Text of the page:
Dear Margo: I have been married for 23 years. We have two teenage children. My wife refuses any kind of intimacy with me, and we have not had sex for the past 10 years of our marriage.
I used to be able to count on having sex on Valentine’s Day, my birthday and our anniversary, but now it doesn’t even happen on those days.
We have gone to counselling, and my wife says she feels bad about our not having sex and she knows how much pain this issue has caused me. But she has stated that she will never have sex again.
(She gave the therapist no reason, but she told me she thinks sex is disgusting and takes too much energy. The sexual issues began after our first child was born.)
The counsellor says I need to be supportive of this and just be patient, that maybe she will change her mind. The lack of sex is causing me to really hate her.
Should I wait for her to turn around? Should I leave her now or wait until the kids are gone? I just don’t understand this.
I have told her that I will have an affair, and she responded that I never would because I am loyal like a dog. — Boiling
Dear Boil: Before we get to your wife, I suggest replacing the therapist because the one you have is nuts.
After a decade of “being patient,” you should hang on because she might change? This is ridiculous advice. And the counsellor never wanted to find out why?
Given what you say, I have a strong hunch that there is an emotional block coming from who knows where.
What is telling is that your wife has no interest in either exploring or fixing what she acknowledges is an issue that causes you pain. If a new therapist cannot motivate her (if there is a new therapist), then I would consider replacing your wife. Not only is she unilaterally depriving you of spousal privileges (for no reason that you know of, except an “energy shortage”), but she made quite a dig with the remark about a dog.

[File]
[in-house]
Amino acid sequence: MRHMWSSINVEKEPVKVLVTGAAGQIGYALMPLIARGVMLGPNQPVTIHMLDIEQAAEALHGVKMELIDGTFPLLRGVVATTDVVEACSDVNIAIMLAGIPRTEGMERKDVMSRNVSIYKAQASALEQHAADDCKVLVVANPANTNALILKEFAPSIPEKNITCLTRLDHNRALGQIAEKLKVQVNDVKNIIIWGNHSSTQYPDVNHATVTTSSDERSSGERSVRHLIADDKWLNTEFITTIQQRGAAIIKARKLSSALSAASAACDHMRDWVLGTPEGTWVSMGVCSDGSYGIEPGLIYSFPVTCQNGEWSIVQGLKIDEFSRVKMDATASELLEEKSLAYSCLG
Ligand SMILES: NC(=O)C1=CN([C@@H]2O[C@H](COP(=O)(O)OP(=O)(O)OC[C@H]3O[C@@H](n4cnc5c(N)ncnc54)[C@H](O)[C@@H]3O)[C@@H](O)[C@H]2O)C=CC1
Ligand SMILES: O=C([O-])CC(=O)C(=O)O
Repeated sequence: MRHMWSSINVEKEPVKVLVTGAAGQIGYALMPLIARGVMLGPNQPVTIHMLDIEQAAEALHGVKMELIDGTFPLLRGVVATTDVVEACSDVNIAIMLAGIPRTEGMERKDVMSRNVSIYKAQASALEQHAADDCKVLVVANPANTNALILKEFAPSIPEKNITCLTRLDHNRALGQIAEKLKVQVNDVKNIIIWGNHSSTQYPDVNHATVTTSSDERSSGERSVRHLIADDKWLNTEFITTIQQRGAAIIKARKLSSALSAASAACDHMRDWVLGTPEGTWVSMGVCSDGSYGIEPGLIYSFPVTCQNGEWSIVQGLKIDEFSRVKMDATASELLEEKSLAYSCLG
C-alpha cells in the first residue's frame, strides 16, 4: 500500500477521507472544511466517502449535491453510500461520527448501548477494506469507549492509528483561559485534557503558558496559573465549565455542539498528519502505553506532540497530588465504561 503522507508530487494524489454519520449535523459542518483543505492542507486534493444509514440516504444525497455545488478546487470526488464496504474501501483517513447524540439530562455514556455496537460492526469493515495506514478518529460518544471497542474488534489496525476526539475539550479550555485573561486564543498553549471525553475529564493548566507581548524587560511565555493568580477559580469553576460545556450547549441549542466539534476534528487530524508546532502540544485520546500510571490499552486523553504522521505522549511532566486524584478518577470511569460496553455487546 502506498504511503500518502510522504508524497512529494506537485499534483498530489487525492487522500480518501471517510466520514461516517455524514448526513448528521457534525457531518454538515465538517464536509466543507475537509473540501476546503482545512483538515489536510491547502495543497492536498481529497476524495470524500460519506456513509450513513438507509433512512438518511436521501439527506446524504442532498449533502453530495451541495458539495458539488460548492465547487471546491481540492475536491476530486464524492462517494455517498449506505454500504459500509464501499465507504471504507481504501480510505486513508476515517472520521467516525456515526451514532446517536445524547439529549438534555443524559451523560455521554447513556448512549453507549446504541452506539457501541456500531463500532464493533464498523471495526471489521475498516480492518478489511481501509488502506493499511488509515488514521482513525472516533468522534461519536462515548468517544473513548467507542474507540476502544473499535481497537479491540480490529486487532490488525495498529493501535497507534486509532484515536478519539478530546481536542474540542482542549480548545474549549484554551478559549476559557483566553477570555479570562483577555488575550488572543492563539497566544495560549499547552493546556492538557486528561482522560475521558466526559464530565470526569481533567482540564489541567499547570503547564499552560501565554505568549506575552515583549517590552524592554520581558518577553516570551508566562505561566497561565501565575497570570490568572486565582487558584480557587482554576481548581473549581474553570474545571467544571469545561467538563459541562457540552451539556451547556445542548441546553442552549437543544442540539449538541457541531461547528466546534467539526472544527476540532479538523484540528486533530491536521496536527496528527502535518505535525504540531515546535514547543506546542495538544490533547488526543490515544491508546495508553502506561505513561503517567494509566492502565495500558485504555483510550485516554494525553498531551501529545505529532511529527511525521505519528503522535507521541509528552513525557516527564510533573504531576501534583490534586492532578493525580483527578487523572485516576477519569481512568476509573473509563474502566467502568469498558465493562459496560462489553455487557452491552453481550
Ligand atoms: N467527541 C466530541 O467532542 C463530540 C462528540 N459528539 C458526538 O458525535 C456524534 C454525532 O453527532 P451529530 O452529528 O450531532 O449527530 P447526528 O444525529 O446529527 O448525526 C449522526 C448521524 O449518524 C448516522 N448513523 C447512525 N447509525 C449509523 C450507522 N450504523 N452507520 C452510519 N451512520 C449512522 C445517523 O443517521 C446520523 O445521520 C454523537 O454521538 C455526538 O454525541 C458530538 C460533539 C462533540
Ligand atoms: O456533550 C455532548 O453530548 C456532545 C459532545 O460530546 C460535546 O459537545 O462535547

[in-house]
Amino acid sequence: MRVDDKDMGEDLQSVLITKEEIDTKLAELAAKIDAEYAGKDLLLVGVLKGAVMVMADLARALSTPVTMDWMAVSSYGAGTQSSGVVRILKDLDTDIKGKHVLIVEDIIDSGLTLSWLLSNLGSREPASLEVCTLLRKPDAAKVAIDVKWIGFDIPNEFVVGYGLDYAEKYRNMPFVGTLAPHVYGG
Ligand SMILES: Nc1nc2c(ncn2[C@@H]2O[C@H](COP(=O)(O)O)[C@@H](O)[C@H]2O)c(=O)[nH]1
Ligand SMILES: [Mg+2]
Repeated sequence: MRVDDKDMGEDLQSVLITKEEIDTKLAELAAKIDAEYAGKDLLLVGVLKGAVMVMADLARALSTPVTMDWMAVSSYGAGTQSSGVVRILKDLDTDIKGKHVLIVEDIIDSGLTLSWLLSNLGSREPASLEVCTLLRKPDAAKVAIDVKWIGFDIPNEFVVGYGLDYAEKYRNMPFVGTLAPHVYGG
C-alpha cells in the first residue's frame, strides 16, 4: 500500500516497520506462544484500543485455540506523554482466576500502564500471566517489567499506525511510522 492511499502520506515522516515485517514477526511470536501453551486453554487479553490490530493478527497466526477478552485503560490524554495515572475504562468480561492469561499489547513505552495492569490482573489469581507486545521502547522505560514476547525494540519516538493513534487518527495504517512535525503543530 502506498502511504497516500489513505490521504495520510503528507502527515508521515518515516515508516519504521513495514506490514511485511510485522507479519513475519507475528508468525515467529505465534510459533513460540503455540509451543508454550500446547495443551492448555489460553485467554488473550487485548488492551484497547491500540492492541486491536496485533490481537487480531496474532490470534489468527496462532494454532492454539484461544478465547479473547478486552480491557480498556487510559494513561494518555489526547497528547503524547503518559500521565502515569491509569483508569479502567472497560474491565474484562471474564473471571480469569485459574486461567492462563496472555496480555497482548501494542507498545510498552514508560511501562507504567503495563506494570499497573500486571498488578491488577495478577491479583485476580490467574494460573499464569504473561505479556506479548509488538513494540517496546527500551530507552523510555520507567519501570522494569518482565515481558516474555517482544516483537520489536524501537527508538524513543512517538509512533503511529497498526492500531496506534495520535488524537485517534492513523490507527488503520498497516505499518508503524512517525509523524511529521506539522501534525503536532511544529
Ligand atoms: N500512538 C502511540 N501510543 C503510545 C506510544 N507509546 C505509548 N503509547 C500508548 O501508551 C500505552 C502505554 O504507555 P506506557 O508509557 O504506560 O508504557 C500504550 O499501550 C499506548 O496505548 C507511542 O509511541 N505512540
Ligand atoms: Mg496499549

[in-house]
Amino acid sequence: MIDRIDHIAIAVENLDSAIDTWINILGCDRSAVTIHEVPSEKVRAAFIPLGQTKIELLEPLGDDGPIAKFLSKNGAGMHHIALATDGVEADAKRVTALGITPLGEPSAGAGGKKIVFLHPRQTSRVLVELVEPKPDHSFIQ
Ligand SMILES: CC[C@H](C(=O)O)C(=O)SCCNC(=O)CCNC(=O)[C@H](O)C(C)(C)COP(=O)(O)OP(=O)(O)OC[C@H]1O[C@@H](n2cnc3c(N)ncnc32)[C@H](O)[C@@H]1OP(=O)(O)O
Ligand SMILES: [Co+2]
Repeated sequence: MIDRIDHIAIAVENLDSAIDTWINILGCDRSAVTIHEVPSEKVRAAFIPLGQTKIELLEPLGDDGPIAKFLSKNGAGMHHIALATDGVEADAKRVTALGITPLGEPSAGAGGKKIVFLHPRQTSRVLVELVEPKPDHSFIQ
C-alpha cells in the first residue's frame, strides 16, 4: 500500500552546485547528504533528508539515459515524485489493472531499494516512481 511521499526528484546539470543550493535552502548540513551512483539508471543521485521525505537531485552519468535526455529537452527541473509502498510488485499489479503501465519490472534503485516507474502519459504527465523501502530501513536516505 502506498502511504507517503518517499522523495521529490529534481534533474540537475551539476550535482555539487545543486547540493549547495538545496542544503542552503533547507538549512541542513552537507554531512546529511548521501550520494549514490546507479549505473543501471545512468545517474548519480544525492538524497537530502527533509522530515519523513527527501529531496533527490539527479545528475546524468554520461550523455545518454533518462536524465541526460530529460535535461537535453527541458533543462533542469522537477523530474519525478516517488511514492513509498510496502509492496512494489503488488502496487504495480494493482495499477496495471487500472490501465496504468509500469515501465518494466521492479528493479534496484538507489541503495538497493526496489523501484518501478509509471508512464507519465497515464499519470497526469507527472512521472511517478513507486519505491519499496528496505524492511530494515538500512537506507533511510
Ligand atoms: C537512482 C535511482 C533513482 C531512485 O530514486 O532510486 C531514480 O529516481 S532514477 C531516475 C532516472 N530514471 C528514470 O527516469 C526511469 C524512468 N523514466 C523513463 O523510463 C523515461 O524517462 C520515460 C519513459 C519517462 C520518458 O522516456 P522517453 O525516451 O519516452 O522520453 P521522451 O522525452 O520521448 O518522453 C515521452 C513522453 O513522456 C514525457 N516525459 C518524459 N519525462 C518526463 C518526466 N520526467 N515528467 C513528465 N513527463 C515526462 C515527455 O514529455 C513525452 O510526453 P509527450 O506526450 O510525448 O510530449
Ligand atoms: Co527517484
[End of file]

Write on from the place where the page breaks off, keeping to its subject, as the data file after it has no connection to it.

Instead of hating her, if there is no effort on her part, then I would tell her you are tired of being in the doghouse and want your freedom. — Margo, disgustedly
Dear Margo: I have no idea what to do. My mother was a single parent who raised me pretty much all by herself.
She got married a few months after I did to a person we’ll just say neither my husband nor I really have much in common with.
When we’re all together, he really tries hard to find something to talk about. It gets quite tiring to have to work at conversation so hard.
My mother is still focused on being a mother and has a tendency to be a little domineering. — Trying To Work it Out
Dear Try: I know the feeling of trying to make chitchat, let alone have a real conversation, with people who are a lot of work. You might try these approaches.
Talk around him, just the three of you, and if he has something to say, he will join in. Get together in a larger group, so that others can act as buffers. Make movie dates, or such, where there’s not supposed to be talking. See your mom in a just-us-girls outing.
Try to minimize the time spent socializing as a foursome and encourage your mom and the new man in her life to be with their contemporaries. One of these approaches will surely bail you out. — Margo, empathically
Dear Margo: I recently moved to a new city to be closer to my parents and to start a new job as an attorney.
The job didn’t work out, and I ended up opening my own firm. My father, also an attorney, has expressed interest in joining me “one day,” and my parents have provided some minimal financial support to get me started (office supplies, business cards, etc.).